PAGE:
Displays are everywhere around us as entertain us, provide information, and let us know who is calling, and many of these displays rely on indium tin oxide (ITO). The reason this material is so common is that it is transparent and conductive; an uncommon combination. Researchers at Purdue University decided to produce a combination of their own that looks to possibly replace ITO, while also bringing the valuable property of flexibility.
For our displays to be thin, they need transparent electrodes to conduct electrons to the pixels we see, but not just any transparent conductor will work. The reason ITO is predominately used is because it is highly conductive while also being very transparent; the winning combination. Other materials, such as silver nanowires and even graphene, are transparent and conductive, but have faults that make them unusable in displays. The chaotic alignment of the nanowires and boundaries between cells in graphene increase the materials' resistances too much to be useful on their own. The researchers decided to combine the two and found that together, they overcome these issues.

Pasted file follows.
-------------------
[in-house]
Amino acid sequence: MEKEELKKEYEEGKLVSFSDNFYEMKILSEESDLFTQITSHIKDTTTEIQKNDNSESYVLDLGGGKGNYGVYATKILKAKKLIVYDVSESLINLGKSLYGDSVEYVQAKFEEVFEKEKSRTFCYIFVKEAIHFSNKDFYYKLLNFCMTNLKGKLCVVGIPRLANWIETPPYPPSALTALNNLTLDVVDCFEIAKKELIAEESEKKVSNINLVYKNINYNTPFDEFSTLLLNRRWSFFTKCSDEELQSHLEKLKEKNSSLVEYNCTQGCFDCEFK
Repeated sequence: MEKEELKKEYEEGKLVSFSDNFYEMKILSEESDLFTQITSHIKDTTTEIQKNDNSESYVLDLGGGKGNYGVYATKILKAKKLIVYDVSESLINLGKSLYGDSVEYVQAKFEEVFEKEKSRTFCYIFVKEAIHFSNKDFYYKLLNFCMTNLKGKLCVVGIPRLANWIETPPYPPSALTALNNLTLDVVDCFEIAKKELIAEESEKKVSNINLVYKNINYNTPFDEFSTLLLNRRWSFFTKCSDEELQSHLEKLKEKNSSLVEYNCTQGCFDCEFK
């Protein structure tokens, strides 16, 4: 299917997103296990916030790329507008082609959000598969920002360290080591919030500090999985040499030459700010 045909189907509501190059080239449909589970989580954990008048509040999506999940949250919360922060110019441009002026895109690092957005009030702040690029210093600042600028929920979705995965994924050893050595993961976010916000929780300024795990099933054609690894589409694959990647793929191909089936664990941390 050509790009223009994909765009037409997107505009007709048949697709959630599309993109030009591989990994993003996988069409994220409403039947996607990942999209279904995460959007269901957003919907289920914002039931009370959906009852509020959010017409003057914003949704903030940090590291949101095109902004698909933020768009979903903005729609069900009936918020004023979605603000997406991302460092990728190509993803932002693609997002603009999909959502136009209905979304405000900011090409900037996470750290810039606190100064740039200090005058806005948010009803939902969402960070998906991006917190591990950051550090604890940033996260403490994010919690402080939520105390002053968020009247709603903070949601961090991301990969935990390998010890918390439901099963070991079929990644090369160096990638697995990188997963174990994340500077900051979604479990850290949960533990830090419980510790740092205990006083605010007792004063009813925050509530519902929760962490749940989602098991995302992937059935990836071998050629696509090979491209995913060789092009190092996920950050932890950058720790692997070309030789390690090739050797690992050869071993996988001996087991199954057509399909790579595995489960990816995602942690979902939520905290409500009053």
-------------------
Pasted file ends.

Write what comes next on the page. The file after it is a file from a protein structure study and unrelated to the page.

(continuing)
Actually, the hybrid material does more than just overcome its components individual issues as it has a fraction of the electrical resistance of ITO. Also important is that the hybrid material would likely be cheaper than ITO to use, as indium is a rather rare element.
Source: Purdue University